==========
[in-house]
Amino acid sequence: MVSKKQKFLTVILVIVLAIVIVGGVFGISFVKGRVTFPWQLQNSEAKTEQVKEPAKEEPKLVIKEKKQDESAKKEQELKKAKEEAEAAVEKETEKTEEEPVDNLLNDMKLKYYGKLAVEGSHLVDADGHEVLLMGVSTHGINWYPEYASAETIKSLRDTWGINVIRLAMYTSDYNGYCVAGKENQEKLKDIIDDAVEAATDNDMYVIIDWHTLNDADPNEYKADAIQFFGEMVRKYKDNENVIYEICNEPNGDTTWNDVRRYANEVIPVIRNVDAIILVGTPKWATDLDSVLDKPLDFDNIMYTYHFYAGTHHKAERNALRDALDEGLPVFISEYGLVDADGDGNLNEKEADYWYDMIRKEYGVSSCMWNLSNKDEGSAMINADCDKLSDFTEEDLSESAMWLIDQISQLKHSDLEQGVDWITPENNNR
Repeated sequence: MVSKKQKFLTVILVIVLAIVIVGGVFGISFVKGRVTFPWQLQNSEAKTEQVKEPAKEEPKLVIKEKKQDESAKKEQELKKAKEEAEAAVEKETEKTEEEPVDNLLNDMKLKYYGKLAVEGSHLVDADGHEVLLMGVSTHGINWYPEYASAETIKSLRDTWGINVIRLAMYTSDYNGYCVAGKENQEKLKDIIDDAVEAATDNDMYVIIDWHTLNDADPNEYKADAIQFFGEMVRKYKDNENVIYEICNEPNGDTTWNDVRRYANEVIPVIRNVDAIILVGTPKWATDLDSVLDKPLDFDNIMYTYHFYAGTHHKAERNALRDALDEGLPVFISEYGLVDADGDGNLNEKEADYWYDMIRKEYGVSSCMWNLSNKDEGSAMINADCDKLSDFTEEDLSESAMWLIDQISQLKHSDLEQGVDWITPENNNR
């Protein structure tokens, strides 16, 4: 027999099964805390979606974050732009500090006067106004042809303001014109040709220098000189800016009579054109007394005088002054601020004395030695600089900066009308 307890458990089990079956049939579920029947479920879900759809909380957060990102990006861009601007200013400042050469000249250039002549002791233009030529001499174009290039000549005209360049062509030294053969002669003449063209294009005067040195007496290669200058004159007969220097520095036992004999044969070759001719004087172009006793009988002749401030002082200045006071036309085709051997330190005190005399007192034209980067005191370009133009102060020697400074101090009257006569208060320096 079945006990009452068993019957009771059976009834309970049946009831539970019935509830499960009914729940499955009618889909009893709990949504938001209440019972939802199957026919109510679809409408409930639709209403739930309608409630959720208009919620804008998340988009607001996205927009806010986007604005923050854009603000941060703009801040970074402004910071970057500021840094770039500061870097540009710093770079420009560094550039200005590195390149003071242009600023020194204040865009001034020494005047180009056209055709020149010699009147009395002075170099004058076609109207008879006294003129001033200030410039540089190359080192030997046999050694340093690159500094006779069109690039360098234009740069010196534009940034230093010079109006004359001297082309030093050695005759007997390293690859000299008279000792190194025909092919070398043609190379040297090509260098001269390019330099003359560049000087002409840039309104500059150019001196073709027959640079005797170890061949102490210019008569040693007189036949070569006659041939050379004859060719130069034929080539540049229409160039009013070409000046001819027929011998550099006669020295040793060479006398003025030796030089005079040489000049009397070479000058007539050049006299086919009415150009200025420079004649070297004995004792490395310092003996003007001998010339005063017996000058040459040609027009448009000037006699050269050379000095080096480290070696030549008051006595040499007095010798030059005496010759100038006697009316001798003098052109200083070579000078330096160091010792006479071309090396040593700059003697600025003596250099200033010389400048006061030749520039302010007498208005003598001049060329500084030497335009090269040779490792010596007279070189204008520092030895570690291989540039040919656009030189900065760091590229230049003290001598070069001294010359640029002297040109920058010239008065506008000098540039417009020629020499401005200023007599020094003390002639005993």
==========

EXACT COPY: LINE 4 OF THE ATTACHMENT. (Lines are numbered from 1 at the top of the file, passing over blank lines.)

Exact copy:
């Protein structure tokens, strides 16, 4: 027999099964805390979606974050732009500090006067106004042809303001014109040709220098000189800016009579054109007394005088002054601020004395030695600089900066009308 307890458990089990079956049939579920029947479920879900759809909380957060990102990006861009601007200013400042050469000249250039002549002791233009030529001499174009290039000549005209360049062509030294053969002669003449063209294009005067040195007496290669200058004159007969220097520095036992004999044969070759001719004087172009006793009988002749401030002082200045006071036309085709051997330190005190005399007192034209980067005191370009133009102060020697400074101090009257006569208060320096 079945006990009452068993019957009771059976009834309970049946009831539970019935509830499960009914729940499955009618889909009893709990949504938001209440019972939802199957026919109510679809409408409930639709209403739930309608409630959720208009919620804008998340988009607001996205927009806010986007604005923050854009603000941060703009801040970074402004910071970057500021840094770039500061870097540009710093770079420009560094550039200005590195390149003071242009600023020194204040865009001034020494005047180009056209055709020149010699009147009395002075170099004058076609109207008879006294003129001033200030410039540089190359080192030997046999050694340093690159500094006779069109690039360098234009740069010196534009940034230093010079109006004359001297082309030093050695005759007997390293690859000299008279000792190194025909092919070398043609190379040297090509260098001269390019330099003359560049000087002409840039309104500059150019001196073709027959640079005797170890061949102490210019008569040693007189036949070569006659041939050379004859060719130069034929080539540049229409160039009013070409000046001819027929011998550099006669020295040793060479006398003025030796030089005079040489000049009397070479000058007539050049006299086919009415150009200025420079004649070297004995004792490395310092003996003007001998010339005063017996000058040459040609027009448009000037006699050269050379000095080096480290070696030549008051006595040499007095010798030059005496010759100038006697009316001798003098052109200083070579000078330096160091010792006479071309090396040593700059003697600025003596250099200033010389400048006061030749520039302010007498208005003598001049060329500084030497335009090269040779490792010596007279070189204008520092030895570690291989540039040919656009030189900065760091590229230049003290001598070069001294010359640029002297040109920058010239008065506008000098540039417009020629020499401005200023007599020094003390002639005993």